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 - Coping with anxiety and depression 
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Covid-19 Series. Coping with anxiety and depression - Written by Carolyn Brown.

During the current COVID restrictions many will probably be feeling higher levels of anxiety. There are a huge number of changes going on in our day to day lives which can feel overwhelming and can cause strong emotional responses. These symptoms are very likely to be particularly intense during the current lockdown.


There is an overlap of symptoms of anxiety and depression such as poor sleep, difficulty concentrating, tiredness, muscle tension and irritability.

Anxiety is defined as persistent and excessive worries that don’t go away even in the absence of a particular stressor.

Depression is characterised by persistent sadness and a lack of interest or pleasure activities that were once enjoyable. 

During the current COVID-19 restrictions many will probably be feeling higher levels of anxiety.  There are a huge number of changes going on in our day to day lives which can feel overwhelming and can cause strong emotional responses.  These symptoms are very likely to be particularly intense during the current lockdown situation.

Anxiety which would include feeling fearful or worried can happen at any time and wouldn’t be unusual to experience this in our daily lives.  However, chronic anxiety can be debilitating and can impact upon our daily lives. 

Feeling sad, feeling low or upset is normal but if these feelings last for more than a few days and are experienced for weeks at a time, the likelihood is that you have depression.

Effective treatments for anxiety and depression would be Cognitive Behavioural Therapy (CBT) in the first instance.  Anti- depressant medication can be helpful in the short term and should be discussed with a GP or mental health professional.   Here are some tips to help…..

  • Both depression and anxiety are not due to being weak.  They are medical conditions and can be treated.  It is not your fault, allow yourself to feel what you’re feeling.
  • Try some self- help strategies which can empower you to begin the process of taking back control.  Or try achieving small tasks – even getting out of bed and showering in the morning.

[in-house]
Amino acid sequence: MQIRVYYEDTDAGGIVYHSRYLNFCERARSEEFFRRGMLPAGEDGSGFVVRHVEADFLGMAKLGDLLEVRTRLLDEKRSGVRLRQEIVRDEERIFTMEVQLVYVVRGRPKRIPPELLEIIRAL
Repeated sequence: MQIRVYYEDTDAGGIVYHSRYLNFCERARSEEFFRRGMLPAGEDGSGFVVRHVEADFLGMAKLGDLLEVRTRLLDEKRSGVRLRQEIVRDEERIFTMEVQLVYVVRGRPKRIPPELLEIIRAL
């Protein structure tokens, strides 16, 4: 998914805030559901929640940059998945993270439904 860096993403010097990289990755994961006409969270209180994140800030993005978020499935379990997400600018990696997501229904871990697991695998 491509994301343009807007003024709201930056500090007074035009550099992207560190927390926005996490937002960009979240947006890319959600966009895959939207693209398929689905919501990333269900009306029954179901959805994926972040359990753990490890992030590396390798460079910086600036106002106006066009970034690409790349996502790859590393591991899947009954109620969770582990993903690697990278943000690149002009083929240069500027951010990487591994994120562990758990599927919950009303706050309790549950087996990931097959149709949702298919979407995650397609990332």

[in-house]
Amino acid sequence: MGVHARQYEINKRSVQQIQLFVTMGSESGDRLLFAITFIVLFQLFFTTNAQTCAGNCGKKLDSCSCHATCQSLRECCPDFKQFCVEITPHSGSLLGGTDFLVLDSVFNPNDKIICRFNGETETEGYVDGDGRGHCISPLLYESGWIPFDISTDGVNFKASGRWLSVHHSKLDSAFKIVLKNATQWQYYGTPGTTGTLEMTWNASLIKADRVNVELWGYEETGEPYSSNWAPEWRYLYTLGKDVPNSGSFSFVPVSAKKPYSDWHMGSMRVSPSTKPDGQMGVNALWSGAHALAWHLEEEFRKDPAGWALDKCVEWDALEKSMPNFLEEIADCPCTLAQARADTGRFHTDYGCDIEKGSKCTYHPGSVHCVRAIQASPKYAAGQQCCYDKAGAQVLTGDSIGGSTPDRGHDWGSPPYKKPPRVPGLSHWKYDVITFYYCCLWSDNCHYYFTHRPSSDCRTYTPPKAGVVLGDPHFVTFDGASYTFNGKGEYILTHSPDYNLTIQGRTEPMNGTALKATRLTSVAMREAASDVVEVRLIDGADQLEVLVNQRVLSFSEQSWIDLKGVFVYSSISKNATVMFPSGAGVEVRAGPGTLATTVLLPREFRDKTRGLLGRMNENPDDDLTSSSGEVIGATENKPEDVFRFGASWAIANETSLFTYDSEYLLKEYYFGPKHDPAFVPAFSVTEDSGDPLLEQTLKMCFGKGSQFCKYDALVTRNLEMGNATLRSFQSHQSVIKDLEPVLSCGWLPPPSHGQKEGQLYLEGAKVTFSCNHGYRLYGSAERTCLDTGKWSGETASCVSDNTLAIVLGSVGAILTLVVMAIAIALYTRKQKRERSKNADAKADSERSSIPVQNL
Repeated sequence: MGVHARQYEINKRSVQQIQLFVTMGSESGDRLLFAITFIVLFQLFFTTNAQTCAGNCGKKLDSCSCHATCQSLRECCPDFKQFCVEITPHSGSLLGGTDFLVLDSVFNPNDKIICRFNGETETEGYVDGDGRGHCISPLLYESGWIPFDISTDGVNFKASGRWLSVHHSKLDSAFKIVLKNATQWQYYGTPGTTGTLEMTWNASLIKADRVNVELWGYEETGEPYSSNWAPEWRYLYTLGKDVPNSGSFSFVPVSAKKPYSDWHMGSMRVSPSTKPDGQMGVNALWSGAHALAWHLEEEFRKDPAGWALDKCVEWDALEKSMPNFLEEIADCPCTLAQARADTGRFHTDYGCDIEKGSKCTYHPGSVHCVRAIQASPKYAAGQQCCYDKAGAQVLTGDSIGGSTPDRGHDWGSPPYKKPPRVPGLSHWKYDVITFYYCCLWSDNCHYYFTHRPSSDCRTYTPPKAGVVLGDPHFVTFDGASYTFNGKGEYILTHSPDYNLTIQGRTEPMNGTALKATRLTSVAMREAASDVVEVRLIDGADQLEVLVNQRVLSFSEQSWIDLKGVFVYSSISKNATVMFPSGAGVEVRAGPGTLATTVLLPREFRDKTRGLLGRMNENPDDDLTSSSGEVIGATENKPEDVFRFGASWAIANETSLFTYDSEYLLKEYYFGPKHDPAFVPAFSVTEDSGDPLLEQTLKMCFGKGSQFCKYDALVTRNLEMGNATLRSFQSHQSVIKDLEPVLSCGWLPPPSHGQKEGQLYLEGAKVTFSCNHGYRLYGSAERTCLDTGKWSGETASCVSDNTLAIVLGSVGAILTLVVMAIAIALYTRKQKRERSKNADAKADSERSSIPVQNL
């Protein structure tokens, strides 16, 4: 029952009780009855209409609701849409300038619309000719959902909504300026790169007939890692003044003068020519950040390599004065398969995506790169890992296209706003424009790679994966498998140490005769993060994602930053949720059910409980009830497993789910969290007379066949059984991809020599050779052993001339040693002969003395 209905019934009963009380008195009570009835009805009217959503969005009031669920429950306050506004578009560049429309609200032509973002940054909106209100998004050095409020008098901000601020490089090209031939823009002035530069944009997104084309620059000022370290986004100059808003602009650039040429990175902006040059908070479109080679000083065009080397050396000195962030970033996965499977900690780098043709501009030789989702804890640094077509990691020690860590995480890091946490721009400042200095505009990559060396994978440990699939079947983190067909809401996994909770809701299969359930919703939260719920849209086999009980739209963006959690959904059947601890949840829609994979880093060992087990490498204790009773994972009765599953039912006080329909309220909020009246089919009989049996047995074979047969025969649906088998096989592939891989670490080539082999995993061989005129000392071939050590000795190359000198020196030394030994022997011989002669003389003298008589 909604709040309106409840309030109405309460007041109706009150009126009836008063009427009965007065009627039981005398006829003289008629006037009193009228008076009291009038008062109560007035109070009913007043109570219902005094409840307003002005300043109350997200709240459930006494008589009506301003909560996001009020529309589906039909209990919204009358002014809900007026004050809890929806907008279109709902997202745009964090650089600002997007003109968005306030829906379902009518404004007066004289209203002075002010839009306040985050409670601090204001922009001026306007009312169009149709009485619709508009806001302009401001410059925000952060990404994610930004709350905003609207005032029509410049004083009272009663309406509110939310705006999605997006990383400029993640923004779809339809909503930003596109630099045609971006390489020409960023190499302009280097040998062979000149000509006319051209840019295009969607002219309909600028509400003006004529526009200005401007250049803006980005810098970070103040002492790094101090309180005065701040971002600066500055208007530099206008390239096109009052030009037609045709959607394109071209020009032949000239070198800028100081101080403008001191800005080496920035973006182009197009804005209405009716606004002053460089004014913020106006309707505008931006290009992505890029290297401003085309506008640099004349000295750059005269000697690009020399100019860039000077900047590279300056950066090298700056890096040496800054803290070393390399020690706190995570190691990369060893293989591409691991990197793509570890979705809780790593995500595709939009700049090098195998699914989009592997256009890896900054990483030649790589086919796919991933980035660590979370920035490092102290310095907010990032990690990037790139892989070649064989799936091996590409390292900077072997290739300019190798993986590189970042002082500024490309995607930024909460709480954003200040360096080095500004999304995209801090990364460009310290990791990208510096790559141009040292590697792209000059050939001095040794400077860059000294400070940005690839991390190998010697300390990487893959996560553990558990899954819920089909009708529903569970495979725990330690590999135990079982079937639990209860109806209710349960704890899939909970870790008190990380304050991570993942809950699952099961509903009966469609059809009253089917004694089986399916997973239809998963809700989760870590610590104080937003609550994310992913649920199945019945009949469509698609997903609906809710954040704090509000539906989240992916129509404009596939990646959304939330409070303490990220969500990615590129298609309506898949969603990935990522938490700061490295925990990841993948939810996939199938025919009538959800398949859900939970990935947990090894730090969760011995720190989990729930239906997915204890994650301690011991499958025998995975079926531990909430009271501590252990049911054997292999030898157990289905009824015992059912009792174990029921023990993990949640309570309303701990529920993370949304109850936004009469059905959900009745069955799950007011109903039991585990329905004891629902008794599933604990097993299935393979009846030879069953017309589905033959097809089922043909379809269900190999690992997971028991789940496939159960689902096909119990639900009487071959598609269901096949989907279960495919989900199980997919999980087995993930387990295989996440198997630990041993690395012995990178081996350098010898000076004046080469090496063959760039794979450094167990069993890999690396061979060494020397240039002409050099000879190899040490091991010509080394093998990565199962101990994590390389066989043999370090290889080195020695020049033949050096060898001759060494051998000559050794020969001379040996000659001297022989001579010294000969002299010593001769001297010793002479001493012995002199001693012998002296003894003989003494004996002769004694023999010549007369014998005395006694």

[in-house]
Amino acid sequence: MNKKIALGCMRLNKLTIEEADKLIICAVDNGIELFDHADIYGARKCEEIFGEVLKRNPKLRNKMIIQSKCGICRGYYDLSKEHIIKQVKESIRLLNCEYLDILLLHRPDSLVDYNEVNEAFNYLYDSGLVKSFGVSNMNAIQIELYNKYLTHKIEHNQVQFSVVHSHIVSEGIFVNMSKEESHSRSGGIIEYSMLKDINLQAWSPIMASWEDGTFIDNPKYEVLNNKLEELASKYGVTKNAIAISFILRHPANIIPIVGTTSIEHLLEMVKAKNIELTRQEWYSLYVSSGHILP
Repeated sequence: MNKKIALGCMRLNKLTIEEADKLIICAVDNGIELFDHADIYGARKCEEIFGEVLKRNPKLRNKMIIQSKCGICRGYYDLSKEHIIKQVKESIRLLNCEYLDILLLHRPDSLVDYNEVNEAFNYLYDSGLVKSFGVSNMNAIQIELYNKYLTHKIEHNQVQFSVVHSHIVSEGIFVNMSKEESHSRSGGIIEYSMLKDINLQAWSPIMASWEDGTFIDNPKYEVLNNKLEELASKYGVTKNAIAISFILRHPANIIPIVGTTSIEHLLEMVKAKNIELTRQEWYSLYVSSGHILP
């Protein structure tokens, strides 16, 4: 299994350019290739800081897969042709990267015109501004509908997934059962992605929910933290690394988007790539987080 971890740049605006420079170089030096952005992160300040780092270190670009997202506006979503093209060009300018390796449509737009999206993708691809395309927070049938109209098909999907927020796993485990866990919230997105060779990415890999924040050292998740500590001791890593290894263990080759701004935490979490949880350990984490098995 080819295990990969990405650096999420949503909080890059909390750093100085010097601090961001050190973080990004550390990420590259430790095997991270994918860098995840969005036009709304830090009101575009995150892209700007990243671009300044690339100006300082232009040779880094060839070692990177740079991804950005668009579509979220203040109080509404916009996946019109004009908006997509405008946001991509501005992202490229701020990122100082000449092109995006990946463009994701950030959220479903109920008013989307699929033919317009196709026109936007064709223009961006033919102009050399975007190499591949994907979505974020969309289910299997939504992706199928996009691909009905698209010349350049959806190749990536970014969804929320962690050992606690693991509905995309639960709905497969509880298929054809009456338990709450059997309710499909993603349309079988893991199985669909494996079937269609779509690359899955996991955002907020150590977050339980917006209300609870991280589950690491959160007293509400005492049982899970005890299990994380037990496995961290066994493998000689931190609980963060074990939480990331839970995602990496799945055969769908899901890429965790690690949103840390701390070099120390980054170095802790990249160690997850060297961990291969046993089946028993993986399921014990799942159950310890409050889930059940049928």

• Try to create a routine particularly during these uncertain times of COVID restrictions.  Again, structure can help to give a sense of control.
  • Try to maintain a good sleep regime. 
  • Go for a walk or get some exercise taking into account current social distancing guidelines.  When you exercise, your body releases chemicals called endorphins which trigger a positive feeling in the body.
  • Reach out to someone you trust and are comfortable talking to.  It’s good to talk. 

Dealing with a panic attack

When anxiety feels overwhelming and occurs suddenly, this would be described as panic.  A panic attack can occur suddenly without any warning and often for no apparent reason.

Symptoms may include

  • Palpitations
  • Sweating
  • Nausea
  • A feeling of not being able to breath or experiencing a choking sensation
  • Feeling faint or dizzy
  • Numbness or pins and needles
  • Chest pain or tightness in the chest
  • Shaking
  • A need to go to the toilet

These symptoms can be frightening due to their intensity, and the person experiencing them can feel like they are going to die or faint.  So, the fear of this can cause the person to be extremely fearful of having another panic attack which then leads to the sense of panic and physical symptoms of panic getting worse.  This might lead to avoiding going out/going to the place where the panic attack occurred.  Physical symptoms of panic attacks will not cause physical harm or a heart attack.  They last on average 5 – 20 minutes. 

Tips for coping with panic attacks and also self -help strategies for anxiety and depression can be found here. These are really useful and easy to read leaflets. 

Two new apps have recently been developed in partnership with The Royal Foundation’sHeads Together campaign, MOD and KCL and from the States a new app has been recently made available called COVID Coach.  It has been developed to help veterans and civilians cope with the feelings of stress and anxiety in response to the COVID 19 pandemic.  Some features, like mindfulness and sleep tools, are generally helpful for improving mental health and wellbeing. Other features, like the indoor activities tool and the staying healthy recommendations, have been specifically tailored to the current COVID-19 situation.